Probe microphone measurements are an important part of the hearing aid fitting process. They can help to ensure that the hearing aids are providing the correct amount of amplification and that they are comfortable to wear.
What is the purpose of probe microphone measurements?
Probe microphone measurements are used to assess the performance of hearing aids in the real ear. This means that the measurements are taken while the hearing aids are actually in the ear, so that the results can be directly compared to the patient’s hearing thresholds.
What is a probe microphone?
A probe microphone is a small, lightweight microphone that is attached to a soft tube. The tube is inserted into the ear canal, and the microphone is placed near the eardrum. The microphone measures the sound pressure level (SPL) in the ear canal, which can then be used to calculate the performance of the hearing aid.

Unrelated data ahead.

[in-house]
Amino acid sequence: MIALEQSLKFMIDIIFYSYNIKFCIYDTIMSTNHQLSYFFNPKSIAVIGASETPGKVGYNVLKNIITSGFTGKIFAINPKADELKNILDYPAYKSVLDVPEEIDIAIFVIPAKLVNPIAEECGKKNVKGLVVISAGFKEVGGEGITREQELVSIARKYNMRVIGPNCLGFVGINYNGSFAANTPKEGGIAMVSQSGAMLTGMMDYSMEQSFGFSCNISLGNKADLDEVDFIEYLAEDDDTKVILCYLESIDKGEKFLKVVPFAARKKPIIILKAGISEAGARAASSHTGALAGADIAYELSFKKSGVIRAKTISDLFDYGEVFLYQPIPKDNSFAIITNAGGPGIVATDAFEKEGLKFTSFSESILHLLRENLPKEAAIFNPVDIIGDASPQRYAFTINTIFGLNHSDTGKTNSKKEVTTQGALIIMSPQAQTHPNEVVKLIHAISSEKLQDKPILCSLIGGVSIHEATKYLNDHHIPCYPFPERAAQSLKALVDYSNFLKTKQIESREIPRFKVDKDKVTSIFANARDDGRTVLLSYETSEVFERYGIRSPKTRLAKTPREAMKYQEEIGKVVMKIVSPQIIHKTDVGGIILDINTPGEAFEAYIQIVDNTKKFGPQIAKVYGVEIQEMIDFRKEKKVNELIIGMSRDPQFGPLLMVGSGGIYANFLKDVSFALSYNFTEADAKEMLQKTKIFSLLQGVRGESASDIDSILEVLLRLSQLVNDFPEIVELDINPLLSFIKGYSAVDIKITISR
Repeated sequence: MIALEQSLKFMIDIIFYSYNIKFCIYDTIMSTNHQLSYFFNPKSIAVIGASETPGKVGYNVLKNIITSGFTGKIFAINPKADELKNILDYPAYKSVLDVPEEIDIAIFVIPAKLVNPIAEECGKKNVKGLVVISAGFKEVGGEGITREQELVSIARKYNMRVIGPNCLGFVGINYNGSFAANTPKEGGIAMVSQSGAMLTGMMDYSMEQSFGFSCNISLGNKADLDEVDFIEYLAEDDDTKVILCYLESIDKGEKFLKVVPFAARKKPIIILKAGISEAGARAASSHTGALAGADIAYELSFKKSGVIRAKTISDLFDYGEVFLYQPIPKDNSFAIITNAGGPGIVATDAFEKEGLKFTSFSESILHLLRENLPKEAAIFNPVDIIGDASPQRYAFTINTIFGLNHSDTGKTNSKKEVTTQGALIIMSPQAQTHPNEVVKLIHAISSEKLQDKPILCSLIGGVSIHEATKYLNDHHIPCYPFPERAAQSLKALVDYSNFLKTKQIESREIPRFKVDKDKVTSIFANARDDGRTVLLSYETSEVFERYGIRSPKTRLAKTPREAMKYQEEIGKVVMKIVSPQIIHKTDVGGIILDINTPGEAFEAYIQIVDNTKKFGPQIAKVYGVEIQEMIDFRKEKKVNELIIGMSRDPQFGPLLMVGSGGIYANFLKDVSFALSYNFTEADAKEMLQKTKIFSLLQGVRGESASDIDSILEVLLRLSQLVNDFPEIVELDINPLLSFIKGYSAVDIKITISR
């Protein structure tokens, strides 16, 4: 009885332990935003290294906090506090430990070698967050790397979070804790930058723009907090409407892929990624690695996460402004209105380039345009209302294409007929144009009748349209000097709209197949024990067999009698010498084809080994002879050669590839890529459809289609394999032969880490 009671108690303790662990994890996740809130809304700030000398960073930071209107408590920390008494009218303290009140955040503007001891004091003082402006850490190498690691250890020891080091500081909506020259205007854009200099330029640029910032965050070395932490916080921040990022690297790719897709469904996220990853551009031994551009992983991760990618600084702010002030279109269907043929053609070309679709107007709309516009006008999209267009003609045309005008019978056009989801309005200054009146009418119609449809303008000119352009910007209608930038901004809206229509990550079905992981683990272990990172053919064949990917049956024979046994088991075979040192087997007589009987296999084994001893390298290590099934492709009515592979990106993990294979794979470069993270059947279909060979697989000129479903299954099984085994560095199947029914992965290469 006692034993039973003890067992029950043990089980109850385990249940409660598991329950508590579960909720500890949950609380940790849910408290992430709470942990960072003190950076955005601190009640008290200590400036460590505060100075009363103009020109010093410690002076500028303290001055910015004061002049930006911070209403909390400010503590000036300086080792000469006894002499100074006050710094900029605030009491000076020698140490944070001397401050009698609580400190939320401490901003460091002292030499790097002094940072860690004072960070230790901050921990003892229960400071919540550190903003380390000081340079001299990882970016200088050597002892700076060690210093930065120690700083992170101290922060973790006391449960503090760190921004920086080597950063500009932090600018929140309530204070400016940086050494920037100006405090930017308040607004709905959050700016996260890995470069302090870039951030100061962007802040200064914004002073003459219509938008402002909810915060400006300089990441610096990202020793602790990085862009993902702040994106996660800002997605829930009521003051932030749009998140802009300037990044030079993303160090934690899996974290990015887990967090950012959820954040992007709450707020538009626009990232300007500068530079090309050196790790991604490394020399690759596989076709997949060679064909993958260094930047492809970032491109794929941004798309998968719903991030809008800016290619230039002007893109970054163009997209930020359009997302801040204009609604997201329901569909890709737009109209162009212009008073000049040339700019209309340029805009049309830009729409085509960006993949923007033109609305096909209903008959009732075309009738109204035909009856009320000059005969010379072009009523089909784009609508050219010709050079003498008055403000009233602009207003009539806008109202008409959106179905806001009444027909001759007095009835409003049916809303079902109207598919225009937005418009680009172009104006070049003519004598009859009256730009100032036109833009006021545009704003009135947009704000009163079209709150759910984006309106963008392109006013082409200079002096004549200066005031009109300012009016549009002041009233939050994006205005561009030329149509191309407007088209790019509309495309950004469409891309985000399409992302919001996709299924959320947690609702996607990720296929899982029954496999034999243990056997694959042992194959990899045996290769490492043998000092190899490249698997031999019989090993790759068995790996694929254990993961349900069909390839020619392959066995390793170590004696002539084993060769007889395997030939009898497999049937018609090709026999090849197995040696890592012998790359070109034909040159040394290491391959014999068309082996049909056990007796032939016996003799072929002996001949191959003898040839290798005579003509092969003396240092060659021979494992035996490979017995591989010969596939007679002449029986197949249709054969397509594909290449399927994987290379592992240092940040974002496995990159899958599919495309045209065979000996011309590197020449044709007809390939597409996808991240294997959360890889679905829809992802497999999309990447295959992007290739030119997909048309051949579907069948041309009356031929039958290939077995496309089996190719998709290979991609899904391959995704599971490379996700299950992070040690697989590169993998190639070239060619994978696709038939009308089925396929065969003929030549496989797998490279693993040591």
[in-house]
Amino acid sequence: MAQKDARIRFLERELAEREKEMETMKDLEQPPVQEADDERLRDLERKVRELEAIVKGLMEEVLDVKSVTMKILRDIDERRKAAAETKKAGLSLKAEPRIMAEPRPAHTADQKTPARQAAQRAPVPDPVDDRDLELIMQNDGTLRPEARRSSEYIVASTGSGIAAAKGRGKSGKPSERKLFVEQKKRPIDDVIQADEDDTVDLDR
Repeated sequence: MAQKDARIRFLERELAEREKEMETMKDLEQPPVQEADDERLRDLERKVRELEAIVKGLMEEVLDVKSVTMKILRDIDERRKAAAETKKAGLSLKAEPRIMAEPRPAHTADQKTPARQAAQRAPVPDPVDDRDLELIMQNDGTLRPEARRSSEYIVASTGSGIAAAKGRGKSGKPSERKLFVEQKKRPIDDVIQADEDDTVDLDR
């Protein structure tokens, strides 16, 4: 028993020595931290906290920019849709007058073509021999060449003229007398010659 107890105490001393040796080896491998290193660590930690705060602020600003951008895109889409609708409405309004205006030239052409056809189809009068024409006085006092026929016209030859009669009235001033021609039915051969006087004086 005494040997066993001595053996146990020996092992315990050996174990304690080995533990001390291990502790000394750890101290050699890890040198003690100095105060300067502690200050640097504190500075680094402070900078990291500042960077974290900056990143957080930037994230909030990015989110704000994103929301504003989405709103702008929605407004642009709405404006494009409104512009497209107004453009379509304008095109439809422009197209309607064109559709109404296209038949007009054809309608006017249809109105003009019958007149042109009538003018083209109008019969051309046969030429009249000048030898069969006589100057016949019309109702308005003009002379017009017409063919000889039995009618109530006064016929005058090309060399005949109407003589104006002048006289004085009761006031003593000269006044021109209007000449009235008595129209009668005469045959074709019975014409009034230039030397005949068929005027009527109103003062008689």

What is the real ear saturation response?
The real ear saturation response (REAR) is a measure of the maximum output of a hearing aid. It is measured by presenting a loud sound to the hearing aid and then measuring the SPL in the ear canal. The REAR is important because it indicates how loud the hearing aid can get, which can be helpful in determining if the hearing aid is providing enough amplification.
What is the difference between REAR and REIG?
The terms REAR and REIG are often used interchangeably, but there is a slight difference between the two. REAR stands for real ear saturation response, while REIG stands for real ear insertion gain.
REIG is a measure of the amount of gain that the hearing aid provides in the real ear. It is calculated by subtracting the SPL in the ear canal without the hearing aid from the SPL in the ear canal with the hearing aid.
If you are considering getting hearing aids, it is important to ask your audiologist about probe microphone measurements. They can help to ensure that you get the most out of your hearing aids.